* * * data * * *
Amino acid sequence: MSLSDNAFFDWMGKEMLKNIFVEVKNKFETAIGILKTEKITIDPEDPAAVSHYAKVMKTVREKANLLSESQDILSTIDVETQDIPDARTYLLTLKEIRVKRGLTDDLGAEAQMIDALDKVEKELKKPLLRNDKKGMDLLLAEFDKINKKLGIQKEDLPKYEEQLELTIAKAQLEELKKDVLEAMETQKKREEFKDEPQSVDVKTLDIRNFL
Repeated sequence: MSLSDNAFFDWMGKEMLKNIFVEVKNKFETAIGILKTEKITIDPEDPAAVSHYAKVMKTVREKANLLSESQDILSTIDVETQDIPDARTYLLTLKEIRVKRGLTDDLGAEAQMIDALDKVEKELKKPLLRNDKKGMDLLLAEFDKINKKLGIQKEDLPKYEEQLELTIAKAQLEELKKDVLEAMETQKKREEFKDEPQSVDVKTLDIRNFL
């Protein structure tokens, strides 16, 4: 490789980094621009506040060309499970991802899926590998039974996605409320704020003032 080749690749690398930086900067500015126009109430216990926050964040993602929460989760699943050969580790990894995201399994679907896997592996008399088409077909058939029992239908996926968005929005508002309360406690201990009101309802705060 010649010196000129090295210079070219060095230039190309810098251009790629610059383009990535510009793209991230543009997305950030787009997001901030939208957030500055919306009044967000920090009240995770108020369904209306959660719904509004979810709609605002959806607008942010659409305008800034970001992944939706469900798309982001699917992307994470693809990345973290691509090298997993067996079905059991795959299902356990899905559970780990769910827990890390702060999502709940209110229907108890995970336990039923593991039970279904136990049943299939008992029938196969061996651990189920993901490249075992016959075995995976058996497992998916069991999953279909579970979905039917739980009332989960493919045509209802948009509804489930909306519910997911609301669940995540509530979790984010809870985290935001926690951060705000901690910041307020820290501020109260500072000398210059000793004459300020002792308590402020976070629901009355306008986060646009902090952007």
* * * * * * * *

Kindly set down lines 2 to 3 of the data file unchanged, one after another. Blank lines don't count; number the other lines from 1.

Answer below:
Repeated sequence: MSLSDNAFFDWMGKEMLKNIFVEVKNKFETAIGILKTEKITIDPEDPAAVSHYAKVMKTVREKANLLSESQDILSTIDVETQDIPDARTYLLTLKEIRVKRGLTDDLGAEAQMIDALDKVEKELKKPLLRNDKKGMDLLLAEFDKINKKLGIQKEDLPKYEEQLELTIAKAQLEELKKDVLEAMETQKKREEFKDEPQSVDVKTLDIRNFL
């Protein structure tokens, strides 16, 4: 490789980094621009506040060309499970991802899926590998039974996605409320704020003032 080749690749690398930086900067500015126009109430216990926050964040993602929460989760699943050969580790990894995201399994679907896997592996008399088409077909058939029992239908996926968005929005508002309360406690201990009101309802705060 010649010196000129090295210079070219060095230039190309810098251009790629610059383009990535510009793209991230543009997305950030787009997001901030939208957030500055919306009044967000920090009240995770108020369904209306959660719904509004979810709609605002959806607008942010659409305008800034970001992944939706469900798309982001699917992307994470693809990345973290691509090298997993067996079905059991795959299902356990899905559970780990769910827990890390702060999502709940209110229907108890995970336990039923593991039970279904136990049943299939008992029938196969061996651990189920993901490249075992016959075995995976058996497992998916069991999953279909579970979905039917739980009332989960493919045509209802948009509804489930909306519910997911609301669940995540509530979790984010809870985290935001926690951060705000901690910041307020820290501020109260500072000398210059000793004459300020002792308590402020976070629901009355306008986060646009902090952007």